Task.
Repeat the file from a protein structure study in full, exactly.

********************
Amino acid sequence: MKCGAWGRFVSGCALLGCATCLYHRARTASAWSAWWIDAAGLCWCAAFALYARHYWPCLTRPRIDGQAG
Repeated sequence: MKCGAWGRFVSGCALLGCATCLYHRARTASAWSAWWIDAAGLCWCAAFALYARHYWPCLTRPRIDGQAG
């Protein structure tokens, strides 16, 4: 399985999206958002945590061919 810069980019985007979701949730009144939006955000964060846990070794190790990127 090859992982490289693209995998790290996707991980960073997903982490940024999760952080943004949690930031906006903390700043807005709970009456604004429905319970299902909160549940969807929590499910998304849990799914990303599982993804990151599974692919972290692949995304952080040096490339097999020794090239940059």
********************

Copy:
Amino acid sequence: MKCGAWGRFVSGCALLGCATCLYHRARTASAWSAWWIDAAGLCWCAAFALYARHYWPCLTRPRIDGQAG
Repeated sequence: MKCGAWGRFVSGCALLGCATCLYHRARTASAWSAWWIDAAGLCWCAAFALYARHYWPCLTRPRIDGQAG
């Protein structure tokens, strides 16, 4: 399985999206958002945590061919 810069980019985007979701949730009144939006955000964060846990070794190790990127 090859992982490289693209995998790290996707991980960073997903982490940024999760952080943004949690930031906006903390700043807005709970009456604004429905319970299902909160549940969807929590499910998304849990799914990303599982993804990151599974692919972290692949995304952080040096490339097999020794090239940059």